The objective of the present study was to evaluate the adherence, safety, and effectiveness of a paper versus an electronic insulin infusion protocol.
This quasi-experimental implementation study compared experimental and control groups using a nonrandomized prospective cohort design.
The study was performed at 2 surgical units within a federal tertiary care teaching hospital.
Fifty-eight registered nurses volunteered.
We compared time intervals using electronic time stamps from glucometers and insulin infusion devices to measure protocol adherence. We assessed perceived adherence using a nurse survey, and, to evaluate safety, we reviewed each paper protocol infusion calculation for correctness.
Median times from blood glucose acquisition to infusion rate adjustment did not differ significantly between groups (P = .215). The majority of infusions (96.6%) had glucose acquisition times within the acceptable range. Median values of time to next "glucose due" did not differ significantly (P = .88), and relative variation in median glucose reporting times did not differ significantly between groups (P = .16). Evaluation of 877 paper protocol entries demonstrated a 10.7% (n = 94) calculation error rate. Registered nurses within the electronic group reported greater ease in balancing workload when compared with paper protocol use (P = .03). Attitudes did not differ significantly between groups in areas of determining infusion adjustment, bolus insulin dose, next glucose due, ease of access, understanding protocol, or overall satisfaction.
This study demonstrates that one can adhere to an insulin infusion protocol, regardless of the format (paper or electronic), in the medical-surgical setting. Our results suggest there are safety and nurse workload benefits when an electronic protocol was used.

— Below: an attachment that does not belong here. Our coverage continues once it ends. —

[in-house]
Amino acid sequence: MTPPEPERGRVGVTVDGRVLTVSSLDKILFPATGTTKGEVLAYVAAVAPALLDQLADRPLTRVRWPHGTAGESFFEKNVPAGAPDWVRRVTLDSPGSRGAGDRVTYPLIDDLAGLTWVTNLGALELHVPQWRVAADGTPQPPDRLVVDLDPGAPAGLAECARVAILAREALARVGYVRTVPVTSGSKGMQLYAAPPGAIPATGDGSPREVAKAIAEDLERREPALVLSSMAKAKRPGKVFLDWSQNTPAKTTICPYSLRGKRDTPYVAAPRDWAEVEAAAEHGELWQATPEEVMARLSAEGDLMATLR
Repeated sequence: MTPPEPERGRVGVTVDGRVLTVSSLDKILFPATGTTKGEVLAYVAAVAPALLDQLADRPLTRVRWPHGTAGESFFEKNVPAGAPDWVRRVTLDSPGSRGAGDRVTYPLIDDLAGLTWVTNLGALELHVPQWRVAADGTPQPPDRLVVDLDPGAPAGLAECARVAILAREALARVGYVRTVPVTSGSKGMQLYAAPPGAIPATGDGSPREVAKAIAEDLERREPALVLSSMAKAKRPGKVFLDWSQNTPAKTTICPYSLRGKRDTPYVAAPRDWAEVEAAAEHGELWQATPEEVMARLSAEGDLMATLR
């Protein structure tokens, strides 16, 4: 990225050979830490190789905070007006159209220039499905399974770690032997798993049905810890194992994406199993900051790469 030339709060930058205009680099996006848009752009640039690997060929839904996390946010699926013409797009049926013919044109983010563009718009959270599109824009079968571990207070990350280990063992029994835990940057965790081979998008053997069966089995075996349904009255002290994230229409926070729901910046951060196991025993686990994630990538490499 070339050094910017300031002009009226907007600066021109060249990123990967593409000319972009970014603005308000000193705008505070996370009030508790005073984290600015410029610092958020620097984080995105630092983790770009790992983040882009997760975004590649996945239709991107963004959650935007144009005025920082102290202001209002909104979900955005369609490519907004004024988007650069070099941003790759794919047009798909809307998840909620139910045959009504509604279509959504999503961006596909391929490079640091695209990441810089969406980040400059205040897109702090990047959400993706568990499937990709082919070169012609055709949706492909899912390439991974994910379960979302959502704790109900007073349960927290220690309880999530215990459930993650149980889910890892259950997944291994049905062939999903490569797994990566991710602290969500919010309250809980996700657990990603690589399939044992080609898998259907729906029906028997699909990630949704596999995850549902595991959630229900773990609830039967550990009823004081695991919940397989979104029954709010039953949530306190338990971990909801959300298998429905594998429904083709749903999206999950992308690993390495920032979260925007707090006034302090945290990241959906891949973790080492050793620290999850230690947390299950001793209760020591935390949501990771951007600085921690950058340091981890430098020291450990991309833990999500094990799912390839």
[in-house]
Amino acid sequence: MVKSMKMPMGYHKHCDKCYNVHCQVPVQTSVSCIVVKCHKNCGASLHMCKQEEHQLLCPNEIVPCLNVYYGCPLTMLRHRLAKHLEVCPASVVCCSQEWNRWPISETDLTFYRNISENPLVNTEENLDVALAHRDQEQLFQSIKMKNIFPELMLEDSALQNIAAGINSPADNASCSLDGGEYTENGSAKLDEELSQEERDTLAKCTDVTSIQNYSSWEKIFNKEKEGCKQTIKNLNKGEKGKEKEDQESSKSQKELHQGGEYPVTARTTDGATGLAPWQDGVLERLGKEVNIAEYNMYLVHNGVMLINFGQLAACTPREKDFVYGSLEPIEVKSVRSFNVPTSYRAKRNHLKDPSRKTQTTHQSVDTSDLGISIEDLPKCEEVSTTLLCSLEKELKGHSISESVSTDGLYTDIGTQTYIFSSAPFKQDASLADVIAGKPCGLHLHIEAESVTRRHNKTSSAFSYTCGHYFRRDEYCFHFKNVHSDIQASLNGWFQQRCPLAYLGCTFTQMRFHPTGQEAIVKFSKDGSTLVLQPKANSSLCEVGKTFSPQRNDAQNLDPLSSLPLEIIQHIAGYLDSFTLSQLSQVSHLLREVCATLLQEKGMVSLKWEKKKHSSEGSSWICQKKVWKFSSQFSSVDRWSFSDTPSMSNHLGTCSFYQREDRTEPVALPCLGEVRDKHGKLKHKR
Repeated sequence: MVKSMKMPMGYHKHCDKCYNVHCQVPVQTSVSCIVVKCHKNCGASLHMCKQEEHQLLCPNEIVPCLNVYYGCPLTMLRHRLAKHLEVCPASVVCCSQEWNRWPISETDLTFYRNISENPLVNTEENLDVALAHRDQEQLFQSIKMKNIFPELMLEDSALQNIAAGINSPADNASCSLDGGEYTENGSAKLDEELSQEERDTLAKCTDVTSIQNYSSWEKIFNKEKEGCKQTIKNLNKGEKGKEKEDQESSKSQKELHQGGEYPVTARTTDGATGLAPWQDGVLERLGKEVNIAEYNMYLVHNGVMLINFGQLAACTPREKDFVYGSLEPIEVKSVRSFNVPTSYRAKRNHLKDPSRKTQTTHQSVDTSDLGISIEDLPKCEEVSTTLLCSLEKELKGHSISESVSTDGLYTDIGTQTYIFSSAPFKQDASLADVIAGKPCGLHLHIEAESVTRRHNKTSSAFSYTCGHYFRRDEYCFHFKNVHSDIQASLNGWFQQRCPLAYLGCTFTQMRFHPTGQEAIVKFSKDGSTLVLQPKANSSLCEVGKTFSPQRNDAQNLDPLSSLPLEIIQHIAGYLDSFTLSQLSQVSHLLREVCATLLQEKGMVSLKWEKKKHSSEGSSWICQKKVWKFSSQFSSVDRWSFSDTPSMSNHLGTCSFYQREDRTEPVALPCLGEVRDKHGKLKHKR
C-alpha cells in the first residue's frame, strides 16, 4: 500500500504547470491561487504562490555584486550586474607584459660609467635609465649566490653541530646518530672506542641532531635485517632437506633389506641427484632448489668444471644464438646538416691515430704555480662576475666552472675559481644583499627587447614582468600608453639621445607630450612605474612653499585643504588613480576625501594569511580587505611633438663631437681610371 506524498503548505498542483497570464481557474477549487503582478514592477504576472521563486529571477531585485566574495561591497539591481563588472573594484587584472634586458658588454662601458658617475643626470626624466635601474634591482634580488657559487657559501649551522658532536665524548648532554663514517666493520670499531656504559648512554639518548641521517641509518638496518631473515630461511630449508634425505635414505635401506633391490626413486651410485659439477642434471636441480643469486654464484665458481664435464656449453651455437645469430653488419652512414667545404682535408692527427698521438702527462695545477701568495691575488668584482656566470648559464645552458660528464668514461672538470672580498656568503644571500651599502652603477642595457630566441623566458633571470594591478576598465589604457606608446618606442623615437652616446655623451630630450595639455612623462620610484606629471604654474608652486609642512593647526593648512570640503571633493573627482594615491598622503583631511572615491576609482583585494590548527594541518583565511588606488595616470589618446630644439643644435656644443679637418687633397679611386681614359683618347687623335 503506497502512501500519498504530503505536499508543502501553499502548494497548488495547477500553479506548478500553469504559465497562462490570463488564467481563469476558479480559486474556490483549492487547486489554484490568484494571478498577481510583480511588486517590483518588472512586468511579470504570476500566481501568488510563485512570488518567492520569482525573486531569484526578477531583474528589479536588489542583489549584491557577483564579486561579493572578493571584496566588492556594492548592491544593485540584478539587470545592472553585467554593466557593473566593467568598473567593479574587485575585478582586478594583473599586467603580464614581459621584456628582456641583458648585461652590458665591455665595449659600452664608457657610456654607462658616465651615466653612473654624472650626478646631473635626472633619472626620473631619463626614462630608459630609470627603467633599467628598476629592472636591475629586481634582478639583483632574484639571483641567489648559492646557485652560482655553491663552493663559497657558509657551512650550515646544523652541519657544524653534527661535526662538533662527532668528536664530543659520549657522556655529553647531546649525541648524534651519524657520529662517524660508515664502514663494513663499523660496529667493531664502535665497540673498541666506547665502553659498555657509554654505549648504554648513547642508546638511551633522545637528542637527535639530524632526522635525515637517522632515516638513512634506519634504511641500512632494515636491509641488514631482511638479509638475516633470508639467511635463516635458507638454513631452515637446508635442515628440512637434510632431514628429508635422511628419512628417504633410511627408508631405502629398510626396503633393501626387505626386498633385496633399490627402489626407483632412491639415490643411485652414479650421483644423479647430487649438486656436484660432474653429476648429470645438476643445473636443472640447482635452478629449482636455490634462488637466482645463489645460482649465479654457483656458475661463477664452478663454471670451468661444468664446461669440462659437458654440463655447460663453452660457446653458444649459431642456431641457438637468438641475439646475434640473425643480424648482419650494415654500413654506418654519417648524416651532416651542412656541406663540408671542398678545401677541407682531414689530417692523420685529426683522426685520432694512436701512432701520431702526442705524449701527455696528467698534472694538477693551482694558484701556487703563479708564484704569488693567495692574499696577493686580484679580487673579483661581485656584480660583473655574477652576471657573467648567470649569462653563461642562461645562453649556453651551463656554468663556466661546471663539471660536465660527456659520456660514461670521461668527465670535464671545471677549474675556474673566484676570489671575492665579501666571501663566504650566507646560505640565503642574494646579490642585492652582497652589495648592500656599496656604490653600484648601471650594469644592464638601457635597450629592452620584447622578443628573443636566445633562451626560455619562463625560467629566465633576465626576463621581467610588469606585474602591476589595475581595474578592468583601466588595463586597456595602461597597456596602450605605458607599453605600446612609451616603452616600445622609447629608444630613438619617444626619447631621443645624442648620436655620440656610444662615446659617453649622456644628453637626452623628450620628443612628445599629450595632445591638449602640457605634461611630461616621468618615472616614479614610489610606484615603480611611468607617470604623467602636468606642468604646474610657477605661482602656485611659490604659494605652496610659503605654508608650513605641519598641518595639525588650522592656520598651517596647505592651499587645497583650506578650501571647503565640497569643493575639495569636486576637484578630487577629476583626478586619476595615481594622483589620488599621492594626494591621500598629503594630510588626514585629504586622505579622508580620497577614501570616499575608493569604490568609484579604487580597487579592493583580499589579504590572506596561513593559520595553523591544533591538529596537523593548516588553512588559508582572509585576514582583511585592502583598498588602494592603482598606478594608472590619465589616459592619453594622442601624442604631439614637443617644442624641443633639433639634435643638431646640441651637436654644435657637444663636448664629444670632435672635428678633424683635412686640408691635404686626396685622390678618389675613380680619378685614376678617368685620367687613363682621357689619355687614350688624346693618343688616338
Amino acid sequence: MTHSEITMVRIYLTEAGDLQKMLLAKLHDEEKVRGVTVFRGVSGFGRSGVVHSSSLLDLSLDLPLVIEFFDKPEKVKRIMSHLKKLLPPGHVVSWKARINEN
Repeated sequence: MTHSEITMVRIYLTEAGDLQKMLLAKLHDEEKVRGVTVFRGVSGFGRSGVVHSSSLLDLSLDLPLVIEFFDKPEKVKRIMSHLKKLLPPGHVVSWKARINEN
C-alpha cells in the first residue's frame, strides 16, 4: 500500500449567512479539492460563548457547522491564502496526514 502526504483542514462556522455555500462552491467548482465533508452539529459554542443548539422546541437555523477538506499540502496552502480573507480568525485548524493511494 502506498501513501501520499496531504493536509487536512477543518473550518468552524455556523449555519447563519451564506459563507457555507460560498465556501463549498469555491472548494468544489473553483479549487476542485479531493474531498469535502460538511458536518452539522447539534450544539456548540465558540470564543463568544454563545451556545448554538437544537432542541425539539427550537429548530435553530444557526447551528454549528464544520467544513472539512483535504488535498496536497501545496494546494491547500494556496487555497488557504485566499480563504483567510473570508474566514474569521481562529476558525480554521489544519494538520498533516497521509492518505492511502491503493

Adherence, safety, and effectiveness can be achieved when using insulin infusion in the medical-surgical setting.
Author Affiliations: Medical-Surgical Clinical Nurse Specialist, Portland Veterans Affairs (VA) Medical Center, Oregon, and Adjunct Faculty at Oregon Health & Science University, Portland (Dr Locke); Registered Nurse and Certified Diabetes Educator (Ms McEuen); Computer Specialist, Portland VA Medical Center, Portland (Dr Felder); Hospitalist and Informatician, Portland VA Medical Center, Oregon, and Assistant Professor of Medicine and Medical Informatics, Oregon Health & Science University, Portland (Dr Lesselroth); Hospitalist, Portland VA Medical Center, Oregon, and Assistant Professor of Medicine, Oregon Health & Science University, Portland (Dr Barrett); Staff Nurse and Informaticist, Portland VA Medical Center, Portland (Mr Stevens); Nurse Scientist and Epidemiologist, Portland VA Medical Center, Oregon (Dr Pope).
This study was funded through the Quality Enhancement Research Initiative (QUERI), Office of Research and Development, Veterans Health Administration ($27 000).
The authors report no conflicts of interest.
Correspondence: Christy Locke, DNP, CNS, CNOR, 22117 NE 267th Ct, Battle Ground, WA 98604 (Christine.firstname.lastname@example.org).